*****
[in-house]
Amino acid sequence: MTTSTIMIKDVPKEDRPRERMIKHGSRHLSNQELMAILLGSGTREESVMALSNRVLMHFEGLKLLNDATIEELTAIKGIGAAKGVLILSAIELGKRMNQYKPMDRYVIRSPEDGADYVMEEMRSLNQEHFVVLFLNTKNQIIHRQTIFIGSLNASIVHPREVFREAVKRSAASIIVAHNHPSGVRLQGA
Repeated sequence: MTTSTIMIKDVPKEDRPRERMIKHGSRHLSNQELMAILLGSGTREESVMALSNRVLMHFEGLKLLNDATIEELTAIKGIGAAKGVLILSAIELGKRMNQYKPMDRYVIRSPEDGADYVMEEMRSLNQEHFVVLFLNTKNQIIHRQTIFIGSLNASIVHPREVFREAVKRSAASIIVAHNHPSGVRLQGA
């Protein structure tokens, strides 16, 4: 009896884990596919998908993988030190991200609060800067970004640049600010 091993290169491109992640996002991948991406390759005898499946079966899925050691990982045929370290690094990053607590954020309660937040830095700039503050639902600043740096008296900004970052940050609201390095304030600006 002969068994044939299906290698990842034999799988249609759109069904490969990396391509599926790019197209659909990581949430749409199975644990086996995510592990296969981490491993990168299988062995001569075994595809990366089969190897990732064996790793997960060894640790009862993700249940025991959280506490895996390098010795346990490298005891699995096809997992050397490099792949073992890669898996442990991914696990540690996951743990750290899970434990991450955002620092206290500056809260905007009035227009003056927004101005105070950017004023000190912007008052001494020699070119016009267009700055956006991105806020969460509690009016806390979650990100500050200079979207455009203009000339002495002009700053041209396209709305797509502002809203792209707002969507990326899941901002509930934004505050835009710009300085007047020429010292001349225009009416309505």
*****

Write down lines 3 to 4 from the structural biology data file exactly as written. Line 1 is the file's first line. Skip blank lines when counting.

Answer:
Repeated sequence: MTTSTIMIKDVPKEDRPRERMIKHGSRHLSNQELMAILLGSGTREESVMALSNRVLMHFEGLKLLNDATIEELTAIKGIGAAKGVLILSAIELGKRMNQYKPMDRYVIRSPEDGADYVMEEMRSLNQEHFVVLFLNTKNQIIHRQTIFIGSLNASIVHPREVFREAVKRSAASIIVAHNHPSGVRLQGA
């Protein structure tokens, strides 16, 4: 009896884990596919998908993988030190991200609060800067970004640049600010 091993290169491109992640996002991948991406390759005898499946079966899925050691990982045929370290690094990053607590954020309660937040830095700039503050639902600043740096008296900004970052940050609201390095304030600006 002969068994044939299906290698990842034999799988249609759109069904490969990396391509599926790019197209659909990581949430749409199975644990086996995510592990296969981490491993990168299988062995001569075994595809990366089969190897990732064996790793997960060894640790009862993700249940025991959280506490895996390098010795346990490298005891699995096809997992050397490099792949073992890669898996442990991914696990540690996951743990750290899970434990991450955002620092206290500056809260905007009035227009003056927004101005105070950017004023000190912007008052001494020699070119016009267009700055956006991105806020969460509690009016806390979650990100500050200079979207455009203009000339002495002009700053041209396209709305797509502002809203792209707002969507990326899941901002509930934004505050835009710009300085007047020429010292001349225009009416309505």